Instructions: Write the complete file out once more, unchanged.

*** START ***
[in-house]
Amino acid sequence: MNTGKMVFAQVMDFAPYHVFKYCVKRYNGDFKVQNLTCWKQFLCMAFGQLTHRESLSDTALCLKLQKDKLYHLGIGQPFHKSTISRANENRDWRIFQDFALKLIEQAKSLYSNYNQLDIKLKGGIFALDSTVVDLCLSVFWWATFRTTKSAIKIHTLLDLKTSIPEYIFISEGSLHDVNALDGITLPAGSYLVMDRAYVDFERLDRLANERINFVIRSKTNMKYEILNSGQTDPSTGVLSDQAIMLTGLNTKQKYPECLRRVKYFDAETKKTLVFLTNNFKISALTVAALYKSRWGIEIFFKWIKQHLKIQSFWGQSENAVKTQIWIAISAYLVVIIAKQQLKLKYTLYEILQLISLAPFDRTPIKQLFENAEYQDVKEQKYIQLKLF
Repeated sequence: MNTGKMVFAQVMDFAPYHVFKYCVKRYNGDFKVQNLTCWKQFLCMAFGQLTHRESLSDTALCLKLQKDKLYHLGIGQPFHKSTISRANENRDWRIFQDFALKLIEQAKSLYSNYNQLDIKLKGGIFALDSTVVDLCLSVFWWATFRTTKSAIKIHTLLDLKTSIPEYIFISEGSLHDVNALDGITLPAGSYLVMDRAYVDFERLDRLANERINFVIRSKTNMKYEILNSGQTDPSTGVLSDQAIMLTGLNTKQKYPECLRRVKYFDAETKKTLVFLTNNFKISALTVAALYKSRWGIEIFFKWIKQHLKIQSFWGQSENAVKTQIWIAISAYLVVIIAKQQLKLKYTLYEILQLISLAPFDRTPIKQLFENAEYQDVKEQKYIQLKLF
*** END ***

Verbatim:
[in-house]
Amino acid sequence: MNTGKMVFAQVMDFAPYHVFKYCVKRYNGDFKVQNLTCWKQFLCMAFGQLTHRESLSDTALCLKLQKDKLYHLGIGQPFHKSTISRANENRDWRIFQDFALKLIEQAKSLYSNYNQLDIKLKGGIFALDSTVVDLCLSVFWWATFRTTKSAIKIHTLLDLKTSIPEYIFISEGSLHDVNALDGITLPAGSYLVMDRAYVDFERLDRLANERINFVIRSKTNMKYEILNSGQTDPSTGVLSDQAIMLTGLNTKQKYPECLRRVKYFDAETKKTLVFLTNNFKISALTVAALYKSRWGIEIFFKWIKQHLKIQSFWGQSENAVKTQIWIAISAYLVVIIAKQQLKLKYTLYEILQLISLAPFDRTPIKQLFENAEYQDVKEQKYIQLKLF
Repeated sequence: MNTGKMVFAQVMDFAPYHVFKYCVKRYNGDFKVQNLTCWKQFLCMAFGQLTHRESLSDTALCLKLQKDKLYHLGIGQPFHKSTISRANENRDWRIFQDFALKLIEQAKSLYSNYNQLDIKLKGGIFALDSTVVDLCLSVFWWATFRTTKSAIKIHTLLDLKTSIPEYIFISEGSLHDVNALDGITLPAGSYLVMDRAYVDFERLDRLANERINFVIRSKTNMKYEILNSGQTDPSTGVLSDQAIMLTGLNTKQKYPECLRRVKYFDAETKKTLVFLTNNFKISALTVAALYKSRWGIEIFFKWIKQHLKIQSFWGQSENAVKTQIWIAISAYLVVIIAKQQLKLKYTLYEILQLISLAPFDRTPIKQLFENAEYQDVKEQKYIQLKLF